In his weekly column for The Tidings (see page 2), Archbishop José Gomez of Los Angeles also criticized the HHS decision. “It is hard not to see this new mandate as a direct attack on Catholic consciences and the freedom of our Catholic institutions,” he wrote. “The mandate does not promote any civil liberties and it does not advance any significant public health goals.”
The archbishop said this is a time for “Catholic action and for Catholic voices. We need lay leaders to step up to their responsibilities for the Church’s mission … to be leaders for moral and civic renewal, leaders in helping to shape the values and moral foundations of America’s future.”
Sebelius announced the mandate and a narrow religious exemption to it Aug. 1, 2011. Under the plan, after Aug. 1 of this year, new or significantly altered health plans will be required to provide all FDA-approved contraceptives, including some that can cause abortions, without co-pays or deductibles as part of preventive health care for women.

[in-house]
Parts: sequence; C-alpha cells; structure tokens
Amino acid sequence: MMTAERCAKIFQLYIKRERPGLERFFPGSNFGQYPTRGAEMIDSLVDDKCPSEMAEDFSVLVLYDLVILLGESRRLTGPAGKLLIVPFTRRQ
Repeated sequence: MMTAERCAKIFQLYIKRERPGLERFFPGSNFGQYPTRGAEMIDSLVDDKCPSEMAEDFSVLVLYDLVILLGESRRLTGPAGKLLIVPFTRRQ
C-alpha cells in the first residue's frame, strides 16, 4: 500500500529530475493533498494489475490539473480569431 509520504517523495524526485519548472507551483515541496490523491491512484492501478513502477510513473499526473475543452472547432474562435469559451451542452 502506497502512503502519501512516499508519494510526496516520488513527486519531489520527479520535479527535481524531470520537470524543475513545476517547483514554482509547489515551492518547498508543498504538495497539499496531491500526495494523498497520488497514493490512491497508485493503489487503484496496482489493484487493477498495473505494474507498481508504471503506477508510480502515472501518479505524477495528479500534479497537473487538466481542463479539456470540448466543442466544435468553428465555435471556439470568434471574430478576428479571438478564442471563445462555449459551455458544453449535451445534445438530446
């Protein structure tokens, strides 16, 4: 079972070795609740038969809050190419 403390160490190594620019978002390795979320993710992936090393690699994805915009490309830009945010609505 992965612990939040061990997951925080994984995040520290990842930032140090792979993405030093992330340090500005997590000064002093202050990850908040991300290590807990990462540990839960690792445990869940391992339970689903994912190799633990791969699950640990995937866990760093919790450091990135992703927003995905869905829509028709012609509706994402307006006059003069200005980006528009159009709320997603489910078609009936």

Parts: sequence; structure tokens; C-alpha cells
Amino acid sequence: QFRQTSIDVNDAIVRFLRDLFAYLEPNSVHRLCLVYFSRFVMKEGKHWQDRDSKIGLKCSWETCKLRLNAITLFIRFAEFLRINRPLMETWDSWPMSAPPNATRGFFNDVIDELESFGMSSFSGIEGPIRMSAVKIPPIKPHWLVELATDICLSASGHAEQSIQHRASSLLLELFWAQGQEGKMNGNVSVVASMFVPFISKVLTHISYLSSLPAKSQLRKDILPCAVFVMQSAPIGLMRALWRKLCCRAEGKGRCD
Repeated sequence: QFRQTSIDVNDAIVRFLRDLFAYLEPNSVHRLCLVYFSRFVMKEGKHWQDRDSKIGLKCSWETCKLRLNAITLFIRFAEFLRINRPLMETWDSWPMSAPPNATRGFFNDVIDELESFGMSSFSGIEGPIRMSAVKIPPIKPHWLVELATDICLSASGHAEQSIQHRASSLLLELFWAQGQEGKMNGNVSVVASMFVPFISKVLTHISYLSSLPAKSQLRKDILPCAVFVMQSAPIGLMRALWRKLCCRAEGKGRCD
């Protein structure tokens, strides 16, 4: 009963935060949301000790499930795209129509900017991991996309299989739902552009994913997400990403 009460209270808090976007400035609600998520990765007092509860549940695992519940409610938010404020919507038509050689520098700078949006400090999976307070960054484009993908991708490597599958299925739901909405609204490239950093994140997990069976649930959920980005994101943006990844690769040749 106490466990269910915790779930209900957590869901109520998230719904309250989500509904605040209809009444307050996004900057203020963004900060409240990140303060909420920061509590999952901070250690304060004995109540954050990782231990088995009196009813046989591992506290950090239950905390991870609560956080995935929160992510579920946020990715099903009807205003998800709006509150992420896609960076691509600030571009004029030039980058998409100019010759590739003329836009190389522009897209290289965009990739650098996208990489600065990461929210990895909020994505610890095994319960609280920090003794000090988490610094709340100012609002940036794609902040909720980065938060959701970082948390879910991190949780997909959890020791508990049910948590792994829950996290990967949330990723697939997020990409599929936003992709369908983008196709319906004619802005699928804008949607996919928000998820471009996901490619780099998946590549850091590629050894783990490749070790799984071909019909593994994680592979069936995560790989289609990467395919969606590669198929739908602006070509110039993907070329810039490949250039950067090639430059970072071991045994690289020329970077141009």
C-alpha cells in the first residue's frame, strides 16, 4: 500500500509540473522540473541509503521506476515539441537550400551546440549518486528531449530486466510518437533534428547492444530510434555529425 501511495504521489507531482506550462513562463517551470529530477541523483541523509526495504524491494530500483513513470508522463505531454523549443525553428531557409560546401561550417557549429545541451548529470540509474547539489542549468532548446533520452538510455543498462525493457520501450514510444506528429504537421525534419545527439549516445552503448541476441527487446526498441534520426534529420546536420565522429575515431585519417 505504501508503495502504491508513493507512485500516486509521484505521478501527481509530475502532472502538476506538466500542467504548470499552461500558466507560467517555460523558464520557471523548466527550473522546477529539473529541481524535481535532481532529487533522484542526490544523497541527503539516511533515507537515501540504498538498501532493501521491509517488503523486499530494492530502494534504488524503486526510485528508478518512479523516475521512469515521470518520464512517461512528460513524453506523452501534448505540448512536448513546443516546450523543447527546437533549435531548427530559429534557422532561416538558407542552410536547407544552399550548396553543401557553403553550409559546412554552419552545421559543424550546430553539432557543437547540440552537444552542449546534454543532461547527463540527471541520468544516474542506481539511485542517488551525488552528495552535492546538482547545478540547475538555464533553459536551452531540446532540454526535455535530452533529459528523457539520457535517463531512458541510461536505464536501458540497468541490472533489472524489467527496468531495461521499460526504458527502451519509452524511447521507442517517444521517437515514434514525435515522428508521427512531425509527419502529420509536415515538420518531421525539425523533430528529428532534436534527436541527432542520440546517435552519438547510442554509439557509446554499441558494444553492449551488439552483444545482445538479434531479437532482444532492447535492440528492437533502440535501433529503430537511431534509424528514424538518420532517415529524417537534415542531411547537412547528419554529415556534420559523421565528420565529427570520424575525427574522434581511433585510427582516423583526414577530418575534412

The only religious organizations exempt from the requirement would be those meeting four specific criteria --- "(1) has the inculcation of religious values as its purpose; (2) primarily employs persons who share its religious tenets; (3) primarily serves persons who share its religious tenets; and (4) is a nonprofit organization" under specific sections of the Internal Revenue Code.
Those sections "refer to churches, their integrated auxiliaries, and conventions or associations of churches, as well as to the exclusively religious activities of any religious orders," according to a footnote to the interim final rule.
Catholic groups, including the USCCB, the Catholic Health Association and Catholic Charities USA, called that exemption too narrow, saying it would require Catholic groups to stop all services to those who were not Catholic and would inappropriately involve the government in decisions about whether an organization is "religious enough" to be exempted.
"As it stands, it is unlikely that any Catholic college or university will be exempt," said Michael Galligan-Stierle, president of the Association of Catholic Colleges and Universities.